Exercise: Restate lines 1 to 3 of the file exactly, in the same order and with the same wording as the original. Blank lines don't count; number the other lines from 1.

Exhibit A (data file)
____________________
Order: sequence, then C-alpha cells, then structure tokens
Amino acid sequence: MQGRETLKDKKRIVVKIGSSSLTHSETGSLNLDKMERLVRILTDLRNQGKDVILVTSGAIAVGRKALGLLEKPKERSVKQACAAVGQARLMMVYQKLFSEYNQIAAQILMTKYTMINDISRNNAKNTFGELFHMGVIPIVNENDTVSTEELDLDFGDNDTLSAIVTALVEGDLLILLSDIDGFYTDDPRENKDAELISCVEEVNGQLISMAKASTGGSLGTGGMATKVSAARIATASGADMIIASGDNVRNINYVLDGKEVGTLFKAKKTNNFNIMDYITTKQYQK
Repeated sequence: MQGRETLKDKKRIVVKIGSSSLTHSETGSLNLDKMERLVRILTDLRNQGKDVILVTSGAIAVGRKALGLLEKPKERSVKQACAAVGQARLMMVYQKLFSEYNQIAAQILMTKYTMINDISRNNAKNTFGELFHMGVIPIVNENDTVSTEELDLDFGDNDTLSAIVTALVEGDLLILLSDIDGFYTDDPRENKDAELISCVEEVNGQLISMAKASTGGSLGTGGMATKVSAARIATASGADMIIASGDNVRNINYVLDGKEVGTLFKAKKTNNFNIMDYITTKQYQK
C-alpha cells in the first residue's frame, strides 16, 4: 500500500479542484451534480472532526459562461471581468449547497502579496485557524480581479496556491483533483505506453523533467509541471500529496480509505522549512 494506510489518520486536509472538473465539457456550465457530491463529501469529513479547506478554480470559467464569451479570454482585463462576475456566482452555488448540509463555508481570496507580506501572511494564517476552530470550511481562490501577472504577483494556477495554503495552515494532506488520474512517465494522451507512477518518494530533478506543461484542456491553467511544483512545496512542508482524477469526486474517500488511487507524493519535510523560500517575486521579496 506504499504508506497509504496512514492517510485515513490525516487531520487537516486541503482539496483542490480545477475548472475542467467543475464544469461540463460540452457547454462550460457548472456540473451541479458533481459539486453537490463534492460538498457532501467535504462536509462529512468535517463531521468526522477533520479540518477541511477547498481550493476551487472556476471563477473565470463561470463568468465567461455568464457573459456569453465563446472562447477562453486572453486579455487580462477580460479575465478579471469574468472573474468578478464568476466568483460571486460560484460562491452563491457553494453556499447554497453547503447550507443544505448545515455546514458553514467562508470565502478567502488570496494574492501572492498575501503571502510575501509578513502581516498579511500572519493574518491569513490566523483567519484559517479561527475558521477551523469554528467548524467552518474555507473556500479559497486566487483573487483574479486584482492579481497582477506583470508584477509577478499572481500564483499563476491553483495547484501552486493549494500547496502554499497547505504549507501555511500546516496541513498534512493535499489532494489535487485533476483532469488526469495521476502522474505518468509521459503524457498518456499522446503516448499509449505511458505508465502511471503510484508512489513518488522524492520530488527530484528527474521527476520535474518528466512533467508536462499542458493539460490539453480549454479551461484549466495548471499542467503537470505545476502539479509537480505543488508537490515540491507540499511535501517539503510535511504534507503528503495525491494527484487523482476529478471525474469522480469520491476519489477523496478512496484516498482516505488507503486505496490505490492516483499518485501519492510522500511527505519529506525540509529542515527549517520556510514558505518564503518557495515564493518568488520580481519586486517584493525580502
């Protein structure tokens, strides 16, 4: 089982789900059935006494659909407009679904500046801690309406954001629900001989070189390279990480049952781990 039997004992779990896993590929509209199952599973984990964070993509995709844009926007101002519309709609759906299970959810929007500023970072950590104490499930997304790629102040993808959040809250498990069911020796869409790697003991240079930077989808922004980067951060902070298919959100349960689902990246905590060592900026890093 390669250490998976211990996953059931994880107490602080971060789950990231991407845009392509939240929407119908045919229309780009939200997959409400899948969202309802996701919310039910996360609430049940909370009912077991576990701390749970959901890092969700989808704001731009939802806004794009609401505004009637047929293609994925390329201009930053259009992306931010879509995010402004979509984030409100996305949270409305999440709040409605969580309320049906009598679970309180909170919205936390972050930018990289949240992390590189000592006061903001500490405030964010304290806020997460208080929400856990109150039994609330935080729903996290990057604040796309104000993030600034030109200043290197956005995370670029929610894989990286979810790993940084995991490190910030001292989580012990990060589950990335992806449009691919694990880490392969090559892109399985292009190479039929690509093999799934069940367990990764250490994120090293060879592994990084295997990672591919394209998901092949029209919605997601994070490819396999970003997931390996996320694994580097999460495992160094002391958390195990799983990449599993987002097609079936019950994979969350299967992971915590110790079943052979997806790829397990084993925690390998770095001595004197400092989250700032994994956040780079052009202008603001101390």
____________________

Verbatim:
Order: sequence, then C-alpha cells, then structure tokens
Amino acid sequence: MQGRETLKDKKRIVVKIGSSSLTHSETGSLNLDKMERLVRILTDLRNQGKDVILVTSGAIAVGRKALGLLEKPKERSVKQACAAVGQARLMMVYQKLFSEYNQIAAQILMTKYTMINDISRNNAKNTFGELFHMGVIPIVNENDTVSTEELDLDFGDNDTLSAIVTALVEGDLLILLSDIDGFYTDDPRENKDAELISCVEEVNGQLISMAKASTGGSLGTGGMATKVSAARIATASGADMIIASGDNVRNINYVLDGKEVGTLFKAKKTNNFNIMDYITTKQYQK
Repeated sequence: MQGRETLKDKKRIVVKIGSSSLTHSETGSLNLDKMERLVRILTDLRNQGKDVILVTSGAIAVGRKALGLLEKPKERSVKQACAAVGQARLMMVYQKLFSEYNQIAAQILMTKYTMINDISRNNAKNTFGELFHMGVIPIVNENDTVSTEELDLDFGDNDTLSAIVTALVEGDLLILLSDIDGFYTDDPRENKDAELISCVEEVNGQLISMAKASTGGSLGTGGMATKVSAARIATASGADMIIASGDNVRNINYVLDGKEVGTLFKAKKTNNFNIMDYITTKQYQK